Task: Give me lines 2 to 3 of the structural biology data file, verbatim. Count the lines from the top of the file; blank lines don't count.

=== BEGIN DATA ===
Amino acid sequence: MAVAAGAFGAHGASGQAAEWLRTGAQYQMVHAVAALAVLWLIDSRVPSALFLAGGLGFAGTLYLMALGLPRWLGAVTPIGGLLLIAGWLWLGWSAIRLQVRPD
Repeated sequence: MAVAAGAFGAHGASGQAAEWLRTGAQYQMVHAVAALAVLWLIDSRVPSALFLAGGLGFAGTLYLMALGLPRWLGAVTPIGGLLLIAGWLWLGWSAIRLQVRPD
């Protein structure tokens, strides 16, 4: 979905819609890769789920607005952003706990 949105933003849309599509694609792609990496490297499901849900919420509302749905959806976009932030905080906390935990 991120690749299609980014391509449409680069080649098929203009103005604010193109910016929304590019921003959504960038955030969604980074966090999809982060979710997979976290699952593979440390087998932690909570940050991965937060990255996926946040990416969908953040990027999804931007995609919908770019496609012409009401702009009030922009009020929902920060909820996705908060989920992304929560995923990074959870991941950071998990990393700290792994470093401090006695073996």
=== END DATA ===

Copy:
Repeated sequence: MAVAAGAFGAHGASGQAAEWLRTGAQYQMVHAVAALAVLWLIDSRVPSALFLAGGLGFAGTLYLMALGLPRWLGAVTPIGGLLLIAGWLWLGWSAIRLQVRPD
């Protein structure tokens, strides 16, 4: 979905819609890769789920607005952003706990 949105933003849309599509694609792609990496490297499901849900919420509302749905959806976009932030905080906390935990 991120690749299609980014391509449409680069080649098929203009103005604010193109910016929304590019921003959504960038955030969604980074966090999809982060979710997979976290699952593979440390087998932690909570940050991965937060990255996926946040990416969908953040990027999804931007995609919908770019496609012409009401702009009030922009009020929902920060909820996705908060989920992304929560995923990074959870991941950071998990990393700290792994470093401090006695073996």